Ms. Idawalley Zorada
Lewis was Newport Harbor's Lime Rock Lighthouse keeper. Lime
Rock Lighthouse became Ida Lewis Lighthouse and in 1928 became
the Club house for The Ida Lewis Yacht Club.
Ida, she was born in Newport, Rhode Island, in 1842. Her father,
Captain Hosea Lewis, was a coast pilot whose health was declining.
In 1853 he became the first keeper of nearby Lime Rock beacon
on a tiny island a third of a mile from the shore of Newport.
Hosea Lewis had been at Lime Rock less than four months when
he was stricken by a disabling stroke. Like many wives and
daughters of lighthouse keepers before and after, Ida expanded
her domestic duties, now increased by the care of her invalid
father and a seriously ill sister, to include the care of the
light - filling the lamp with oil at sundown and again at midnight,
trimming the wick, polishing the carbon off the reflectors,
extinguishing the light at dawn.
Lime Rock was completely surrounded by water, the only way
to reach the mainland was by boat. In the mid-19th century
it was highly unusual for a woman to handle a boat, but Ida,
the oldest of four children, rowed her siblings to school every
week day and fetched needed supplies from the town. The wooden
boat was heavy, but she became very skillful in handling it.
(An article in Harper's Weekly, written after Ida had made
several daring rescues, debated whether it was "feminine" for
women to row boats, but concluded that none but a "donkey" would
consider it "unfeminine" to save lives.) Ida was
also reputed to be the best swimmer in all Newport.
and her mother tended the Lime Rock Light for her father from
1857 until 1872, when he died. Her mother was appointed keeper
until 1879, although Ida continued to do the keeper's work.
Then Ida received the official appointment and her own salary
($500 a year). She continued at her post until her own death
in 1911. On the night of her death the bells on all the vessels
anchored in Newport Harbor were tolled in her memory. Because
of her many rescues, Ida Lewis became the best-known lighthouse
keeper of her day.
her 39 years on Lime Rock, Ida is credited with saving 18 lives,
although unofficial reports suggest the number may have been
as high as 25. Ida's fame spread quickly after the 1869 rescue,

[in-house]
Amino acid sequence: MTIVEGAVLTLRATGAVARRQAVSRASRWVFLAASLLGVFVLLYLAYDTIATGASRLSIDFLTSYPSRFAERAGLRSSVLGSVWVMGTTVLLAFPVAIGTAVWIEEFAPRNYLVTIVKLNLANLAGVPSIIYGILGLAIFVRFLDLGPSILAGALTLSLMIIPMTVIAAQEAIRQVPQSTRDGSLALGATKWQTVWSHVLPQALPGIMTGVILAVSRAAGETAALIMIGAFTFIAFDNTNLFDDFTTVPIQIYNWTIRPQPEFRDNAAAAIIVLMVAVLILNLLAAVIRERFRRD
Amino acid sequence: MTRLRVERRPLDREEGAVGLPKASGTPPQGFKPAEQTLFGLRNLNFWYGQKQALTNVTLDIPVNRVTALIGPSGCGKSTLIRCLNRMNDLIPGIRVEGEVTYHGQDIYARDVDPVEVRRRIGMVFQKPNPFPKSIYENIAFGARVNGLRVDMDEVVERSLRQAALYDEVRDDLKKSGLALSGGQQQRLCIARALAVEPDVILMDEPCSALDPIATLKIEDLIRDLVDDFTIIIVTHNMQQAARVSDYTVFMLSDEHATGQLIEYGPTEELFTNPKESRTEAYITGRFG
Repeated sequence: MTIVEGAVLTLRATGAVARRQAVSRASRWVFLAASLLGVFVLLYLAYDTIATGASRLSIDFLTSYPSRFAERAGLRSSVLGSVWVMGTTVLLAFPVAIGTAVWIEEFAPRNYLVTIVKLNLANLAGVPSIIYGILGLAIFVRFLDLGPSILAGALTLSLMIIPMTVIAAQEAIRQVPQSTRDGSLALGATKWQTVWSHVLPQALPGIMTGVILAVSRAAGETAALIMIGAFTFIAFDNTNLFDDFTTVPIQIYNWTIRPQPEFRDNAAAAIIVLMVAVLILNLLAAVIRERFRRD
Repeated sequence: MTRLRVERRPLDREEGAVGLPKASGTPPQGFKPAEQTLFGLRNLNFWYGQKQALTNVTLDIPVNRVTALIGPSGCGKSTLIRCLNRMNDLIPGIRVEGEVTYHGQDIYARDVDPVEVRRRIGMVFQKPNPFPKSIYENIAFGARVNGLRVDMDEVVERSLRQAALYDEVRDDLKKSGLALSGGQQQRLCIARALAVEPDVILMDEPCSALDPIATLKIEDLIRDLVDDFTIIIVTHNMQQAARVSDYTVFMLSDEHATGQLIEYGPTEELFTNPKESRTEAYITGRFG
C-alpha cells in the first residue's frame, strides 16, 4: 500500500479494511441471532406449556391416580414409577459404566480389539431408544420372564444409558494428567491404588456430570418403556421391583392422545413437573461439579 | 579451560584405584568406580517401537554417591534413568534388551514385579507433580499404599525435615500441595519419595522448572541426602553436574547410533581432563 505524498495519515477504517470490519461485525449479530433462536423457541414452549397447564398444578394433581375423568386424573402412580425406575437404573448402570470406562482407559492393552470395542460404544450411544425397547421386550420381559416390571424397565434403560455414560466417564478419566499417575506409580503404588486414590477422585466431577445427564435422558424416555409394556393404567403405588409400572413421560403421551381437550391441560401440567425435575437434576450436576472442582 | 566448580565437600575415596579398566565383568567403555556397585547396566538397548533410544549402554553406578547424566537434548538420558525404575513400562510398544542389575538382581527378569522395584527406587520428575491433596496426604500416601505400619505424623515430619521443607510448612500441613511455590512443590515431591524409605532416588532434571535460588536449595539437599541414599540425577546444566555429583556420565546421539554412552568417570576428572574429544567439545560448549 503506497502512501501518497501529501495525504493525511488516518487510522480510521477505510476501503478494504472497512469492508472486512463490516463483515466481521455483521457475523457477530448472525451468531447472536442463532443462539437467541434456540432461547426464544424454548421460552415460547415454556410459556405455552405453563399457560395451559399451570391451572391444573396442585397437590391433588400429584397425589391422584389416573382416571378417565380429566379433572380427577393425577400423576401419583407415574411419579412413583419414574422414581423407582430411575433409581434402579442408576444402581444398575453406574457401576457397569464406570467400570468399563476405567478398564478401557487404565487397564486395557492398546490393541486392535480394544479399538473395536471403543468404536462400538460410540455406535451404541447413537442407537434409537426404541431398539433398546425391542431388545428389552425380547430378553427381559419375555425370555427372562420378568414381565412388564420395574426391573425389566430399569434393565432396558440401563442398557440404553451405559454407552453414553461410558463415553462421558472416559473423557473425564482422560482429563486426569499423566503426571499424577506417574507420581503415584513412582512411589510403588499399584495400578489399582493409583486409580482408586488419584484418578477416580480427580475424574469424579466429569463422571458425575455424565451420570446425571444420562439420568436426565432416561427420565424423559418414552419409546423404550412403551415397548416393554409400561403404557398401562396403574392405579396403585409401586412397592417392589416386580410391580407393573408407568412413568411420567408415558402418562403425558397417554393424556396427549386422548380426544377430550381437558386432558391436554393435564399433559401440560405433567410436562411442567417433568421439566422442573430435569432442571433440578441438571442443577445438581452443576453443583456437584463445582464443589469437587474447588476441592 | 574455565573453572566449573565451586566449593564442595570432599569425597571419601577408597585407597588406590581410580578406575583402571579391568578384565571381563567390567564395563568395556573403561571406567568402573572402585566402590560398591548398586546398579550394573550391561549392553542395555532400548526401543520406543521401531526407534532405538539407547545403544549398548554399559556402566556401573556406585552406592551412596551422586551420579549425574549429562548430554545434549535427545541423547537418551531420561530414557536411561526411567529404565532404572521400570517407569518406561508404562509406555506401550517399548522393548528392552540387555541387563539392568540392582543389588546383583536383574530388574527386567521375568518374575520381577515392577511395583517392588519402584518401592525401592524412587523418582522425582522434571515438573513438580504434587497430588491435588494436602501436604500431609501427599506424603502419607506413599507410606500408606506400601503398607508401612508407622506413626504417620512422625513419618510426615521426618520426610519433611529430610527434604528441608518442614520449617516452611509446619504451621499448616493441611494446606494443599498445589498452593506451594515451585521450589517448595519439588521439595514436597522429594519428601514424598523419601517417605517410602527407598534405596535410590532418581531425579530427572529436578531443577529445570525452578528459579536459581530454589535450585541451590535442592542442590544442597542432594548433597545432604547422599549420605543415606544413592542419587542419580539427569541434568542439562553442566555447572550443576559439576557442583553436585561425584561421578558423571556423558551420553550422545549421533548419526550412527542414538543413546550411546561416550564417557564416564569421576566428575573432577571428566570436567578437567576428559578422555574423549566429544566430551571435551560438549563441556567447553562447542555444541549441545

for a reporter was sent from the New York Tribune to record
her deeds. Articles also appeared in Harper's Weekly, Leslie's
magazine, and other leading newspapers. The Life Saving Benevolent
Association of New York sent her a silver medal and a check
for $100--a substantial sum to a young woman who then earned
$600 a year. A parade was held in her honor in Newport on Independence
Day, followed by the presentation of a sleek mahogany rowboat
with red velvet cushions, gold braid around the gunwales, and
she was 64, Ida became a life beneficiary of the Carnegie Hero
Fund, receiving a monthly pension of $30. Tales of Ida Lewis's
skill and courage spread so widely that both President Ulysses
S. Grant (1867-1877) and Vice President Schuyler Colfax went
to visit her in 1869. Colfax went out to the lighthouse to
meet her, but there are two versions of Ida's meeting with
President Grant. One says that as Grant landed on Lime Rock,
he stepped into water and got his feet wet. "I have come
to see Ida Lewis," he remarked, "and to see her I'd
get wet up to my armpits if necessary." The other version
states that Ida rowed to shore and was conducted to the President's
carriage to meet him and his wife. Fame brought countless other
visitors to the island to stare at Ida. Her wheelchair-bound
father entertained himself by counting their numbers often
a hundred a day; nine thousand in one summer alone.
also received numerous gifts, letters, and even proposals of
marriage (some of them offering to supply references as to
good character). Ida was distressed by all the attention and
fended off her many unknown admirers as best she could. Although
few details are known, she did marry a Captain William Wilson
of Black Rock, Connecticut, in 1870, but they separated after
two years. In 1881 the Annual Report of the U.S. Life Saving
Service reported that the highest medal awarded by the Life
Saving Service had been presented to Mrs. Ida Lewis-Wilson.
last recorded rescue occurred when she was 63 years old. A
close friend, rowing out to the lighthouse, stood up in her
boat, lost her balance and fell overboard. Ida, with all the
vigor of her past youth, launched a lifeboat and hauled the
woman aboard. In 1924 the Rhode Island legislature officially
changed the name of Lime Rock to Ida Lewis Rock. The lighthouse
service changed the name of the Lime Rock Lighthouse to the
Ida Lewis Lighthouse--the only such honor ever paid to a keeper.
In 1995, a new class of Coast Guard buoy tenders was named
for Ida Lewis; each succeeding vessel in the class will honor
a different lighthouse keeper.